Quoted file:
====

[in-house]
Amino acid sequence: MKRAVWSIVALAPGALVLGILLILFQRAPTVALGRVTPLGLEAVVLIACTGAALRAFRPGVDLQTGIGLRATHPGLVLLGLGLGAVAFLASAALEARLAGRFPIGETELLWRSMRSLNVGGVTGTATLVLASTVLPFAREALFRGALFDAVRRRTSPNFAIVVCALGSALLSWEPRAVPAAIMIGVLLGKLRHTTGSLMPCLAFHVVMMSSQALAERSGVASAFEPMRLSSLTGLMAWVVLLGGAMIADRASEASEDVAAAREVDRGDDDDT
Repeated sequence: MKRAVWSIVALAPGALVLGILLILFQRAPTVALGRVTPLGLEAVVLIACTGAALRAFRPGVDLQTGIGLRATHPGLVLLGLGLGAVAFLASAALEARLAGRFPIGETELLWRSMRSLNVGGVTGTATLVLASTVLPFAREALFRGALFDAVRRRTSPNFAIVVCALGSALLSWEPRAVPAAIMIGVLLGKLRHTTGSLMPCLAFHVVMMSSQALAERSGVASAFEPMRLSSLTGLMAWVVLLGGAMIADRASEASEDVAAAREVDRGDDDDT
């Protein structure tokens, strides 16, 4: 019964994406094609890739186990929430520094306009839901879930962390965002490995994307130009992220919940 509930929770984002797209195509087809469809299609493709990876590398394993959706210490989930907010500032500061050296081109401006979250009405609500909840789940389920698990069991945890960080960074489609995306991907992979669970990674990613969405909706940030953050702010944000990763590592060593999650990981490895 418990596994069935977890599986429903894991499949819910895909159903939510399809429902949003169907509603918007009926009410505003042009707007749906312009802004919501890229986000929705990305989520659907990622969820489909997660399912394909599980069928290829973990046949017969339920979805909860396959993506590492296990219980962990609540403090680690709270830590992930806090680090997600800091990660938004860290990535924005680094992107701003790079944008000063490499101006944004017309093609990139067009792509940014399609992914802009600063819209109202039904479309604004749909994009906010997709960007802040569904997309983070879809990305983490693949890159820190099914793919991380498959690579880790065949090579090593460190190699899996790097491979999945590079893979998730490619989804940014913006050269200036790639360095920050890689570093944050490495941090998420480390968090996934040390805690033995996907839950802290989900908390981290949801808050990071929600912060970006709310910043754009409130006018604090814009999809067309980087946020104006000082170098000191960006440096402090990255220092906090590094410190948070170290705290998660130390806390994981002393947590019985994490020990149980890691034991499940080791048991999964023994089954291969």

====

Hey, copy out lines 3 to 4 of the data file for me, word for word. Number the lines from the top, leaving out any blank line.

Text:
Repeated sequence: MKRAVWSIVALAPGALVLGILLILFQRAPTVALGRVTPLGLEAVVLIACTGAALRAFRPGVDLQTGIGLRATHPGLVLLGLGLGAVAFLASAALEARLAGRFPIGETELLWRSMRSLNVGGVTGTATLVLASTVLPFAREALFRGALFDAVRRRTSPNFAIVVCALGSALLSWEPRAVPAAIMIGVLLGKLRHTTGSLMPCLAFHVVMMSSQALAERSGVASAFEPMRLSSLTGLMAWVVLLGGAMIADRASEASEDVAAAREVDRGDDDDT
């Protein structure tokens, strides 16, 4: 019964994406094609890739186990929430520094306009839901879930962390965002490995994307130009992220919940 509930929770984002797209195509087809469809299609493709990876590398394993959706210490989930907010500032500061050296081109401006979250009405609500909840789940389920698990069991945890960080960074489609995306991907992979669970990674990613969405909706940030953050702010944000990763590592060593999650990981490895 418990596994069935977890599986429903894991499949819910895909159903939510399809429902949003169907509603918007009926009410505003042009707007749906312009802004919501890229986000929705990305989520659907990622969820489909997660399912394909599980069928290829973990046949017969339920979805909860396959993506590492296990219980962990609540403090680690709270830590992930806090680090997600800091990660938004860290990535924005680094992107701003790079944008000063490499101006944004017309093609990139067009792509940014399609992914802009600063819209109202039904479309604004749909994009906010997709960007802040569904997309983070879809990305983490693949890159820190099914793919991380498959690579880790065949090579090593460190190699899996790097491979999945590079893979998730490619989804940014913006050269200036790639360095920050890689570093944050490495941090998420480390968090996934040390805690033995996907839950802290989900908390981290949801808050990071929600912060970006709310910043754009409130006018604090814009999809067309980087946020104006000082170098000191960006440096402090990255220092906090590094410190948070170290705290998660130390806390994981002393947590019985994490020990149980890691034991499940080791048991999964023994089954291969």